Friday Privatization News Highlights (6/24/2011 edition)

News articles on some of the more interesting developments on the state and local privatization front this week include:

  • Goldman group wins Puerto Rico PPP deal” (Reuters): Officials in Puerto Rico have selected a winning bidder for a 40-year, $1.08 billion concession to operate the commonwealth’s PR-22 and PR-5 toll roads. A consortium led by a Goldman Sachs infrastructure fund and Spanish toll-road concessionaire Abertis submitted a winning bid 12.5% higher than a competing Morgan Stanley/OHL Concesiones team, and the Goldman/Abertis bid was 20% higher than a baseline target of $902 million set by Puerto Rico government officials. In addition to the upfront payment, the Goldman/Abertis team will invest $56.1 million in capital improvements during the early years of the contract, as well as an estimated $300 million in highway maintenance over the life of 40-year contract.
  • Push for Arizona parks privatization” ( An update on Arizona State Parks’ exploration of the use of public-private partnerships for the operation and management of state parks. Includes a discussion with Warren Meyer of parks management concessionaire Recreation Resource Management that examines some of the myths surrounding the private operation of public recreation areas.
  • Monmouth Park lease to Morris Bailey finalized” (The Star Ledger): Though unofficial, sources indicate that the New Jersey Sports & Exposition Authority has finalized negotiations on a 5-year lease of the operations of Monmouth Park—a money-losing, state-owned racetrack—to real estate developer Morris Bailey. A similar arrangement for the operations of the Meadowlands racetrack is also underway. Separately, the newspaper reports that legislation setting various parameters of the racetrack privatizations is moving forward in the New Jersey legislature.
  • State to privatize ADOC health care” (Eastern Arizona Courier): Gov. Jan Brewer has signed House Bill 2154 into law, paving the way for the privatization of correctional health care services by the Arizona Department of Corrections
  • Privatization plan consultant: Frederick County could save 13 to 21 percent a year” (Frederick News Post): Officials in Frederick County, Maryland received a consultant report prepared by Sandy Springs (GA) founding father, Oliver Porter, which estimates that the county could save between $84 million to $109 million (13-21%) by outsourcing the county’s core services. The full report is available here. And in case you missed it, be sure to check out’s recent video on the Sandy Springs privatization model.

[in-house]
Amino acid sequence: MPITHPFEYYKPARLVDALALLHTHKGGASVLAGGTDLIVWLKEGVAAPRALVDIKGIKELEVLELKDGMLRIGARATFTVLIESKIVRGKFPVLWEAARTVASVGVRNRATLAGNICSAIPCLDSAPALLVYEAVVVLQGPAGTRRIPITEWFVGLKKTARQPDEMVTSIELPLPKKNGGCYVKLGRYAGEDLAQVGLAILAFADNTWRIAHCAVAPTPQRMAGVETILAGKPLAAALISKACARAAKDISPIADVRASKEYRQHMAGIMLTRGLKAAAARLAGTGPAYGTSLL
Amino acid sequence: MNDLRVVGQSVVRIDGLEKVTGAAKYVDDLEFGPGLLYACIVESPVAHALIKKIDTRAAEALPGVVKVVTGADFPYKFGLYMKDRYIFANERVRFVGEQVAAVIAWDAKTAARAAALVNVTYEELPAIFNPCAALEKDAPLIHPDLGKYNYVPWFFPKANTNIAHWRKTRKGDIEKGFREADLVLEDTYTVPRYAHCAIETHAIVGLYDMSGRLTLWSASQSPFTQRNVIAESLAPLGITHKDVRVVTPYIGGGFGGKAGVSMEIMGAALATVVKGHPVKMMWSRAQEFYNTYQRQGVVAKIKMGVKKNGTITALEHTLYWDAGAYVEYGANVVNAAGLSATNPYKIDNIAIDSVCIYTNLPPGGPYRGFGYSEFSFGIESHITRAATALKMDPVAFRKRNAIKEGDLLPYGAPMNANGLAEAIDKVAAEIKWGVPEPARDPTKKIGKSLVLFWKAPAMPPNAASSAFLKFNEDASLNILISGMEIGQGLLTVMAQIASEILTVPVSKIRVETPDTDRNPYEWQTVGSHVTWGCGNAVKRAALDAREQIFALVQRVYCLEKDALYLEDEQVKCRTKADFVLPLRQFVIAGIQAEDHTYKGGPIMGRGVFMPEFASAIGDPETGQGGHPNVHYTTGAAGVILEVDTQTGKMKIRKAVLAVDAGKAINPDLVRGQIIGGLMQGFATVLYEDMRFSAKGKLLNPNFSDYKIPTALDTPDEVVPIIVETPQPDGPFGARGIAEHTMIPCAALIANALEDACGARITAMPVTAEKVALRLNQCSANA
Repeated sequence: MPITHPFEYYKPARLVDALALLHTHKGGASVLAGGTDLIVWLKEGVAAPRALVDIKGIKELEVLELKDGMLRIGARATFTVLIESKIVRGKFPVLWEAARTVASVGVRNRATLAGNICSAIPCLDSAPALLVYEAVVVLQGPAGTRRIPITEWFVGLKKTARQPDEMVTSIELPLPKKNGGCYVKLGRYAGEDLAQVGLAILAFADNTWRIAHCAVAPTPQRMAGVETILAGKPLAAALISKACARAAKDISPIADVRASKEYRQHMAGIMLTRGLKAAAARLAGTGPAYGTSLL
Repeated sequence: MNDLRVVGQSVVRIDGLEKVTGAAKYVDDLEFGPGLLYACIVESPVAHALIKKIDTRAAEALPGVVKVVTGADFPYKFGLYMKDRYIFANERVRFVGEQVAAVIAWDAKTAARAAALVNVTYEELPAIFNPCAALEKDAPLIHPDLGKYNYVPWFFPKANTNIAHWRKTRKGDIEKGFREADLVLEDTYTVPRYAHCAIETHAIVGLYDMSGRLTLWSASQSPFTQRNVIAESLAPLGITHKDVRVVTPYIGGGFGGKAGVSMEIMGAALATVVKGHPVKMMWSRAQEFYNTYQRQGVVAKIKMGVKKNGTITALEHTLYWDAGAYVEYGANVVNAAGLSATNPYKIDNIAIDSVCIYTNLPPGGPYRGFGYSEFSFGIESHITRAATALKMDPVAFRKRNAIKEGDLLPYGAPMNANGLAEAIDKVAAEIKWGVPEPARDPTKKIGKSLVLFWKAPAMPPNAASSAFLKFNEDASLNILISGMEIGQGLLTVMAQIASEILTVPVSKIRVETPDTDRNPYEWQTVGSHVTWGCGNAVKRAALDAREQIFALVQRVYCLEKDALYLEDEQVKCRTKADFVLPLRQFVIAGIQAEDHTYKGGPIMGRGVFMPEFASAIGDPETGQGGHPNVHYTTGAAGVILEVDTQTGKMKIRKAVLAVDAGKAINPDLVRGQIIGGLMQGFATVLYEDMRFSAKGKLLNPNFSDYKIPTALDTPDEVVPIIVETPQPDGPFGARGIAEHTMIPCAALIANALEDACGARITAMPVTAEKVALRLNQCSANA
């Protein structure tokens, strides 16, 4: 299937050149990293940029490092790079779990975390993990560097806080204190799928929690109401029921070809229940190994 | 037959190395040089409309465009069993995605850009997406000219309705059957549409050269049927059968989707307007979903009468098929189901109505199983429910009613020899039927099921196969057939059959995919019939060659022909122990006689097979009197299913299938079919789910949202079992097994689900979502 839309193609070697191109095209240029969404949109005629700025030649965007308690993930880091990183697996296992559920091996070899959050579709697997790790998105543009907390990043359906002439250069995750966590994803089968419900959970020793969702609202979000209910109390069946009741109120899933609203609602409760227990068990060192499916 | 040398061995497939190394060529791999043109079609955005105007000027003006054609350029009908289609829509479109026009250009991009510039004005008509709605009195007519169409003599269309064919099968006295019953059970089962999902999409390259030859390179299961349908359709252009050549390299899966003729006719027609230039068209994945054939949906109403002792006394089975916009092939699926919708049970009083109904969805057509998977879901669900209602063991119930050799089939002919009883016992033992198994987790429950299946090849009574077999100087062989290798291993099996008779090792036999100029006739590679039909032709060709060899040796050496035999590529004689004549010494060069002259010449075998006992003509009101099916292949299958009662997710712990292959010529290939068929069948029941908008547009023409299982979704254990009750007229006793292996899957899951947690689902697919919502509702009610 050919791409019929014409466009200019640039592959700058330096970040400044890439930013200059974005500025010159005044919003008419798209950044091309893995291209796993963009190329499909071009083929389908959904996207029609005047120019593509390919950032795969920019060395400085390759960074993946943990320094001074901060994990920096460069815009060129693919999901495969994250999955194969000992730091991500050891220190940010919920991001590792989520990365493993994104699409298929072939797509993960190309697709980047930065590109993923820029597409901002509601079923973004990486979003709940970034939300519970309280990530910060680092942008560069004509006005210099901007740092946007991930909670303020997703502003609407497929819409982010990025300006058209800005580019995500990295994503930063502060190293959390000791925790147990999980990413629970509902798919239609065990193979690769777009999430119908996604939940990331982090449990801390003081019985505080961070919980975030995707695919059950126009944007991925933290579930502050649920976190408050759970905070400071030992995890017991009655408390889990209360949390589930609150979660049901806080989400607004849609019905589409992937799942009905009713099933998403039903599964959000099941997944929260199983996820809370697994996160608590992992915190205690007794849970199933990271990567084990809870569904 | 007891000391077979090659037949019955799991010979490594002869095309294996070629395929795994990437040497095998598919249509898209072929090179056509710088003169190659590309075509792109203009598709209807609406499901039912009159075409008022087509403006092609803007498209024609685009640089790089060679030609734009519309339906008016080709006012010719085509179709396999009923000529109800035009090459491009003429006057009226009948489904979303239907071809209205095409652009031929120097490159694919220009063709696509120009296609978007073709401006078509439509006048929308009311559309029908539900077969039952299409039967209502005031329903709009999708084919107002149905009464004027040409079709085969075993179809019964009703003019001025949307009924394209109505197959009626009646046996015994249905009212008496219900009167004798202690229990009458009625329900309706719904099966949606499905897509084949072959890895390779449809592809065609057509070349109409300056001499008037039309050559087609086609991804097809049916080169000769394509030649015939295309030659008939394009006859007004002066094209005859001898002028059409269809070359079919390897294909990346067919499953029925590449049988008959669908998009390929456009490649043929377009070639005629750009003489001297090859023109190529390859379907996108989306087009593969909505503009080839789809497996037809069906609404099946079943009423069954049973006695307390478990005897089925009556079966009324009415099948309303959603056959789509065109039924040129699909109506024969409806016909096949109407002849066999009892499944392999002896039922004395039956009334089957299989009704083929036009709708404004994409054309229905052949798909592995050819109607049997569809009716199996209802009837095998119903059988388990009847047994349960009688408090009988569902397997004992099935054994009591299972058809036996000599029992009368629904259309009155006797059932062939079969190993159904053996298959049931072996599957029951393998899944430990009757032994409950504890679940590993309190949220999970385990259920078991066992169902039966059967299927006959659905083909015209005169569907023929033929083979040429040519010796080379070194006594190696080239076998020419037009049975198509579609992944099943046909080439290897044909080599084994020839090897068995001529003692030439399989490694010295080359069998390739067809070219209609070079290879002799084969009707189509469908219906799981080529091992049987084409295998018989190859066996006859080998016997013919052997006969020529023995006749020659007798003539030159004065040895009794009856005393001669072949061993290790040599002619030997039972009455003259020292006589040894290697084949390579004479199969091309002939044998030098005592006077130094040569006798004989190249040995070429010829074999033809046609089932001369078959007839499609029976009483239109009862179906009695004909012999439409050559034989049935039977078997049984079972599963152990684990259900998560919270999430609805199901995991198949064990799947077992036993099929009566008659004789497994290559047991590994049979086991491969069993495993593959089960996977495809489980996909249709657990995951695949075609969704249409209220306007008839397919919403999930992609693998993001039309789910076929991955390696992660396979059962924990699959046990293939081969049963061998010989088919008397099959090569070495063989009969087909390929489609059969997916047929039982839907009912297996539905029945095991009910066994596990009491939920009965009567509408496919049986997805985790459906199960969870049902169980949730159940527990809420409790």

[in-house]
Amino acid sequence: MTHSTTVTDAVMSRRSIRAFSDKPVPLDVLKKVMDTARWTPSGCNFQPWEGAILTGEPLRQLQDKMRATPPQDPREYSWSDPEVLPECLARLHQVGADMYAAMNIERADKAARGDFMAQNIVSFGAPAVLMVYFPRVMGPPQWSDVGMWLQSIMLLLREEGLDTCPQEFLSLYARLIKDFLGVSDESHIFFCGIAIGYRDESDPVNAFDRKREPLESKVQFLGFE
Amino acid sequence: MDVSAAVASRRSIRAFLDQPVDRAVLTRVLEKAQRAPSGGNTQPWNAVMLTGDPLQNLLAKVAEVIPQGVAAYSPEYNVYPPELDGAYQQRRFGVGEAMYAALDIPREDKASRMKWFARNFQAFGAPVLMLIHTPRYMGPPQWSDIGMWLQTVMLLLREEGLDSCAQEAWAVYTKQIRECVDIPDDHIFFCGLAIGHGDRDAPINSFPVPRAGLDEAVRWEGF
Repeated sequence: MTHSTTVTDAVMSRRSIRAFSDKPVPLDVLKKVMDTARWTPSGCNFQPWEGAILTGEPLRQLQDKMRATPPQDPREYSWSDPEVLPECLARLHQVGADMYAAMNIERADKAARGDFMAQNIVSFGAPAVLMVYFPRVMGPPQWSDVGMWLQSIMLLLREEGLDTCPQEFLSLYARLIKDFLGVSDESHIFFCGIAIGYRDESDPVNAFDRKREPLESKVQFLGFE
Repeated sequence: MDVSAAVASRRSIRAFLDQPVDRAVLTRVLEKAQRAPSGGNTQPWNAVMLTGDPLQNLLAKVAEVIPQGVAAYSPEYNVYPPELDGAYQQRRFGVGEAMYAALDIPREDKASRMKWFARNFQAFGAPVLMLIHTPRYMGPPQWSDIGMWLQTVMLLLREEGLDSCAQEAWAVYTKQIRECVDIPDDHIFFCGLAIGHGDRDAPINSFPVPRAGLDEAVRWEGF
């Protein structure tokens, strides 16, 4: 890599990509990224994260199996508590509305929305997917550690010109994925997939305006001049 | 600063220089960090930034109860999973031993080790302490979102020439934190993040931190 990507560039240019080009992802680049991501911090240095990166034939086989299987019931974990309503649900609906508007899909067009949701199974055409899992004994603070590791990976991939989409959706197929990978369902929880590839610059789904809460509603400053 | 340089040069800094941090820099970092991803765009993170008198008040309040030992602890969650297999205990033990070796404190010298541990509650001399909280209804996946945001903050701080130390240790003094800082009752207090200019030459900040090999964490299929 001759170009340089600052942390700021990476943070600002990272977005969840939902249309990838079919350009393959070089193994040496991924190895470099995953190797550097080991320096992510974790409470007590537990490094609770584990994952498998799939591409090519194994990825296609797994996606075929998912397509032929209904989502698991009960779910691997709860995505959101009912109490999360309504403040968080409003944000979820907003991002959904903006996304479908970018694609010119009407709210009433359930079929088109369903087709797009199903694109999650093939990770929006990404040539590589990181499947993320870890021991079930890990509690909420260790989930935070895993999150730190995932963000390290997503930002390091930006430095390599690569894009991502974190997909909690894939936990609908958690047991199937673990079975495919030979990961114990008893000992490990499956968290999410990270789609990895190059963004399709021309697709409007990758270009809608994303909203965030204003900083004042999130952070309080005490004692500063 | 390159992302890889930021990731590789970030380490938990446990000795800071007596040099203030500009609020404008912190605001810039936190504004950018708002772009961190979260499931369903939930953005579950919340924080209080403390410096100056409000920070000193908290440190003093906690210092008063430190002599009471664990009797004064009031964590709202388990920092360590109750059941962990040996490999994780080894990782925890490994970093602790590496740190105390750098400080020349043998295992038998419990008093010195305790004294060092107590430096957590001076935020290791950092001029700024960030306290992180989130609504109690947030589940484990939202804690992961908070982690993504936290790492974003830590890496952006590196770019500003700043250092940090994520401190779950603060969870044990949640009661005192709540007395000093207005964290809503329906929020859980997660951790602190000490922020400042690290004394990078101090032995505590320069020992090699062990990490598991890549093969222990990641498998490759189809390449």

• Sandy Springs reduces budget without cutting services” (Atlanta Journal-Constitution): Speaking of Sandy Springs, the city is shifting its approach to privatization—primarily by disaggregating its original two, bundled service contracts into smaller pieces—and city officials have passed a 2012 budget that is $7.2 million smaller than 2011, reflecting the savings from the new bidding model. City officials note that despite the smaller budget, levels of service will remain the same.
  • City asks for suggestions to improve animal welfare operation” (Tulsa World): City officials in Tulsa, Oklahoma are soliciting ideas on turning over the Tulsa Animal Shelter to a private operator in a public-private partnership. This is one of many privatization recommendations included in a KPMG efficiency report earlier this year, and the city has already implemented a similar partnership for the operations of the Tulsa Zoo.
  • Public golf courses will be privatized” (The Record): Earlier this week, the Stockton (CA) City Council approved the privatization of two public golf courses currently operating in the red. KemperSports Management, Inc. will enter into a 5-year contract with the city expected to reduce operating losses at the courses by $1.3 million over the contract term.
  • Union eyes bid for city contract” (Gloucester Times): City officials in Gloucester, Massachussetts plan to bid out various city custodial services to save an anticipated $400,000 in the next fiscal year, and they will entertain a bid from the public employee union representing current custodial employees—along with proposals submitted from qualified private sector providers—in a head-to-head “managed competition.”

For more on privatization, see Reason Foundation’s privatization research archive.